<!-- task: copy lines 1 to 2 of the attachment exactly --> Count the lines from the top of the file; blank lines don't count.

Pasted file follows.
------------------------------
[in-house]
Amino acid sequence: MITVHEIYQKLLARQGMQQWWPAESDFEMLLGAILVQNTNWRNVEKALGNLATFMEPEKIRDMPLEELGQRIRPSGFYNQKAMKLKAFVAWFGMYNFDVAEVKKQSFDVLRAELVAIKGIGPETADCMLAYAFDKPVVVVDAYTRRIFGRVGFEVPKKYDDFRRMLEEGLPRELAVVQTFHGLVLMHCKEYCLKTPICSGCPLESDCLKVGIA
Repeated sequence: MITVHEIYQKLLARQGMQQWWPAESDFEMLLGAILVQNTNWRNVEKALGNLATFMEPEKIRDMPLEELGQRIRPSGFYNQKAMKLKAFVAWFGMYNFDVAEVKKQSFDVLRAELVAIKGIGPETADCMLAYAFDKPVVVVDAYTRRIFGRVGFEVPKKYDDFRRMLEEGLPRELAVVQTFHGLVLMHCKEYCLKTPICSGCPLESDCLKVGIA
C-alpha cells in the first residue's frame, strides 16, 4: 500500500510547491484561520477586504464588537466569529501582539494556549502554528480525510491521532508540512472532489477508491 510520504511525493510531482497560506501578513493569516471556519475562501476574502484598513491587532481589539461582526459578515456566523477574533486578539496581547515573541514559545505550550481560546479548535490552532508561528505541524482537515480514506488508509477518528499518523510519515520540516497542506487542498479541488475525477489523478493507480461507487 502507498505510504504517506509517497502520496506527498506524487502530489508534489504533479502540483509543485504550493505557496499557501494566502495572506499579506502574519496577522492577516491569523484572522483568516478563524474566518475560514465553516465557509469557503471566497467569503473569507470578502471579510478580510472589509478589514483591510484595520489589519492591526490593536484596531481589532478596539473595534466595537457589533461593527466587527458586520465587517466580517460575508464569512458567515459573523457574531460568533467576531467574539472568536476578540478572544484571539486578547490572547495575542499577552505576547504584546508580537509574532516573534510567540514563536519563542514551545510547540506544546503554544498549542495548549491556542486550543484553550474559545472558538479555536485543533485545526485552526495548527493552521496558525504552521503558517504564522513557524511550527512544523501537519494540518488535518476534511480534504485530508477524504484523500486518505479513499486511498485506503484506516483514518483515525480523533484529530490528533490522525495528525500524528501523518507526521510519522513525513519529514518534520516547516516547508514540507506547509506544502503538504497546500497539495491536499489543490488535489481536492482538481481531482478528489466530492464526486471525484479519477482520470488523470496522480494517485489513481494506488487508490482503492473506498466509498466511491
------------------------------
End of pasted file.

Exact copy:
[in-house]
Amino acid sequence: MITVHEIYQKLLARQGMQQWWPAESDFEMLLGAILVQNTNWRNVEKALGNLATFMEPEKIRDMPLEELGQRIRPSGFYNQKAMKLKAFVAWFGMYNFDVAEVKKQSFDVLRAELVAIKGIGPETADCMLAYAFDKPVVVVDAYTRRIFGRVGFEVPKKYDDFRRMLEEGLPRELAVVQTFHGLVLMHCKEYCLKTPICSGCPLESDCLKVGIA